The passage led into an old drawing room, the ceiling as high a vault, with stained glass refracting firelight and moonshine like the coalescion of a dream. Immediately, they saw Royce sprawled out on the floor in the room, alongside the smaller form of a young child. They appeared to be in the exact center of a circle painted on the floorboards. Stepping into the room, they saw the shape of a tall woman draped in black, her back turned, looking over the circle in perfect stillness. The circle was on a slightly elevated dais, adding to the woman’s height. The vampire from the square was there, sneering as they entered and scratching the pelt of her bestial pet. A handful of other such individuals stood in the room, arranged as to imitate the painted circle in shape. All of them stared purposefully at the newcomers, until at last the stone portal fell closed again with a thud.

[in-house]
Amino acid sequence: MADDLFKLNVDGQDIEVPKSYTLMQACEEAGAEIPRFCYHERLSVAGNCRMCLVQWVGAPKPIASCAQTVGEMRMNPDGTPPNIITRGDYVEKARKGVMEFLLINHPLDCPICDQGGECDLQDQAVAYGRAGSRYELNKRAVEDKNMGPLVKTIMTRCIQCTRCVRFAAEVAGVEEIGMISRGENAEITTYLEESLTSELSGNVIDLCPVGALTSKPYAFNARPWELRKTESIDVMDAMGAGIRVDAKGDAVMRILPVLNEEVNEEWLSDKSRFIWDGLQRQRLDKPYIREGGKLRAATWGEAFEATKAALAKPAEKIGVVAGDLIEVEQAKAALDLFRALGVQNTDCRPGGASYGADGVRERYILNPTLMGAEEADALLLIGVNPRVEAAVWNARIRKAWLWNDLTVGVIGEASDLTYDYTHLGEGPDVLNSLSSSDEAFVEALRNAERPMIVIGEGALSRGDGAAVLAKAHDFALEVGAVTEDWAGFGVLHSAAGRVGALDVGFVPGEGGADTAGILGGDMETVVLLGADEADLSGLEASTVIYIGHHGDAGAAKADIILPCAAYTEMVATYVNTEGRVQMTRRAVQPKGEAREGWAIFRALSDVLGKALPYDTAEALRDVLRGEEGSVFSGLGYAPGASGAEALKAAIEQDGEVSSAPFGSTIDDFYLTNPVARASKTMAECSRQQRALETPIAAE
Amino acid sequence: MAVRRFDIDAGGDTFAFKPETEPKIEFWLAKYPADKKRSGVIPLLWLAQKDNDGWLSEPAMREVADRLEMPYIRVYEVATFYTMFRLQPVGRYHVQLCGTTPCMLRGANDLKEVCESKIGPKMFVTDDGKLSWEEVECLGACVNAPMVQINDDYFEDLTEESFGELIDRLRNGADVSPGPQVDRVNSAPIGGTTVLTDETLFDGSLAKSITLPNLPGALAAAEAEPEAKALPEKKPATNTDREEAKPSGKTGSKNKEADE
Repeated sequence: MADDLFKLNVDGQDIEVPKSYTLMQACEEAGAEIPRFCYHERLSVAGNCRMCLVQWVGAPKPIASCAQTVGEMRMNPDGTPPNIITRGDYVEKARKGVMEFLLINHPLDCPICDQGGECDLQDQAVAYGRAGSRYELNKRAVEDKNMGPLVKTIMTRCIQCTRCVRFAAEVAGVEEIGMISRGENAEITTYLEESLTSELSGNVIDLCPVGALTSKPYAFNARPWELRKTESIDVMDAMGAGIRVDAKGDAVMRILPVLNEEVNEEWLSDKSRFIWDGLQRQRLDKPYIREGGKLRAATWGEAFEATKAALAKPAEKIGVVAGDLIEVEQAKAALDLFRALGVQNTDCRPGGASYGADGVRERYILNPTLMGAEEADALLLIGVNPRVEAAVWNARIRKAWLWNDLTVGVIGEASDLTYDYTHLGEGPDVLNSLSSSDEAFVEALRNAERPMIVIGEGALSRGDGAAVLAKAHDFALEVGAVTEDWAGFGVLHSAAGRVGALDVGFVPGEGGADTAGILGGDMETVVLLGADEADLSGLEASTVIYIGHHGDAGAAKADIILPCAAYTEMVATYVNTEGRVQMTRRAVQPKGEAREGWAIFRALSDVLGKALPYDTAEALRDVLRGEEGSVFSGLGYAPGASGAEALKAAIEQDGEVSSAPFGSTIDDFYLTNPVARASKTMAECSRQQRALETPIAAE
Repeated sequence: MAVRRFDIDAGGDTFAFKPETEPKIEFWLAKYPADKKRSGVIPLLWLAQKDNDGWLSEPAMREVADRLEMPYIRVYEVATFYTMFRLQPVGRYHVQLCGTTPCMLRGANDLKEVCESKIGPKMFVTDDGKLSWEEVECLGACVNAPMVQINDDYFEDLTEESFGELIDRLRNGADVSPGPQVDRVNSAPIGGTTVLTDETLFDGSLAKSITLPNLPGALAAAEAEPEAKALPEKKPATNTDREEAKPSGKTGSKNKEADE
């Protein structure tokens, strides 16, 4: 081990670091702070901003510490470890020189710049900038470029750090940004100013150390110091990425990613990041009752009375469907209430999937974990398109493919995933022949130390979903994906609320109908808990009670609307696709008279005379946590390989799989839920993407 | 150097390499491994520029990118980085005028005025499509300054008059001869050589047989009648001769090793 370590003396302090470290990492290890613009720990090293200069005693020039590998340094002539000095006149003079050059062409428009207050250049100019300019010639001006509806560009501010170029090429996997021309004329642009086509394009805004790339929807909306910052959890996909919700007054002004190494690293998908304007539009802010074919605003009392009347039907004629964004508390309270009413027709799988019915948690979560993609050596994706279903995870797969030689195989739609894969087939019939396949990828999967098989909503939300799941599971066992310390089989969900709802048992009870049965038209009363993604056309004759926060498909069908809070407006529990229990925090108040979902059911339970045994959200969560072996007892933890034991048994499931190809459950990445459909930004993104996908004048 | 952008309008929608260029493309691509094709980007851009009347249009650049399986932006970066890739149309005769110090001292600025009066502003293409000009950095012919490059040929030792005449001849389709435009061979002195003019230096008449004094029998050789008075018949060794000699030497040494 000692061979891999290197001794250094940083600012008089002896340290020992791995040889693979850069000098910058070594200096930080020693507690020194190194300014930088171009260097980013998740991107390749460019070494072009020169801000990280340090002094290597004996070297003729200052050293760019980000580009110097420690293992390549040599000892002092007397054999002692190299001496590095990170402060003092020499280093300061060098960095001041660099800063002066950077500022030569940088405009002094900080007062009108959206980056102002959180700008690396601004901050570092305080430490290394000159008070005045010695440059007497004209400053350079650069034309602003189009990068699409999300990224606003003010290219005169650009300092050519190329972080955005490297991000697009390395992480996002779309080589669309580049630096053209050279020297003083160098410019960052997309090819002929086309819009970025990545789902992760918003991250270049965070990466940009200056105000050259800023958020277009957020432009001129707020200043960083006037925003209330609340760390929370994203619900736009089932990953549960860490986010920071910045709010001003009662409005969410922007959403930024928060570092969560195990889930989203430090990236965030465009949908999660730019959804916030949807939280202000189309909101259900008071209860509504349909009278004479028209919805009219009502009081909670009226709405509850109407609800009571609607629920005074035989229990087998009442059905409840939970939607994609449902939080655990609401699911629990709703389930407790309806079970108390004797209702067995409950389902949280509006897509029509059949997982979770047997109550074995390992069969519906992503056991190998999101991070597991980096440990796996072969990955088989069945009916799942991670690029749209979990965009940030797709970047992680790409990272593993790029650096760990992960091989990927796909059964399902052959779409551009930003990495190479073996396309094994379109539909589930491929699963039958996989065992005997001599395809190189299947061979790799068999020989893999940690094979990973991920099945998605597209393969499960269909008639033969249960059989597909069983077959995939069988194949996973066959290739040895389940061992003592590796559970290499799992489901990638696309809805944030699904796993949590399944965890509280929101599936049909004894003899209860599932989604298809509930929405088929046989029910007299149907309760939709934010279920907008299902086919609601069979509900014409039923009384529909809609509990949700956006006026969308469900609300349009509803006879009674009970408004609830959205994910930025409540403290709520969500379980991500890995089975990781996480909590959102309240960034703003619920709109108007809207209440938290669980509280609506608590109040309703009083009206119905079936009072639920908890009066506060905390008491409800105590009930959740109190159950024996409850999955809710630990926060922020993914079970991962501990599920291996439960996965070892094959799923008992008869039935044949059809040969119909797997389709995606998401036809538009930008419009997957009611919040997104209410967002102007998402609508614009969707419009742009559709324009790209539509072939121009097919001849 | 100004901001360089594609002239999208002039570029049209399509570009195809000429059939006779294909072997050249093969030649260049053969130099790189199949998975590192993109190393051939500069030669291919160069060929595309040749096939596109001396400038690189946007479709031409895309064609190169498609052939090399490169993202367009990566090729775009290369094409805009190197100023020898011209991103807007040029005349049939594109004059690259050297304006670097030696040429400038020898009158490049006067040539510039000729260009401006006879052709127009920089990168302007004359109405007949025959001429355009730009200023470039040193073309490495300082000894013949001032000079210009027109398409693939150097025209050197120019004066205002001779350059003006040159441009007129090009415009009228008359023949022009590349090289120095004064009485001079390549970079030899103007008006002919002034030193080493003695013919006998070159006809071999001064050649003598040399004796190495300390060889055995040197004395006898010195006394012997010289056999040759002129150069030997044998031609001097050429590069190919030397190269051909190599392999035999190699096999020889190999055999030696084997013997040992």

“Welcome!” One of them cried. A man in a leather sheath bowed mockingly to them. “Have you come to sup with us?” At this distance, it was clear that the paint was dried human blood, and none but the tall woman on the dais stepped anywhere near the edge.
“Relinquish the girl to me.” Ambrose demanded stolidly. “I fear you not, no matter your number. I am more frightful than the greatest of you.”
The woman with the pet chuckled coquettishly, but she appeared to be trembling. “I would surely heed you, O Great Warrior-” the title she assigned to him was heavy with venom “-but a will mightier than you has need of these waifs.”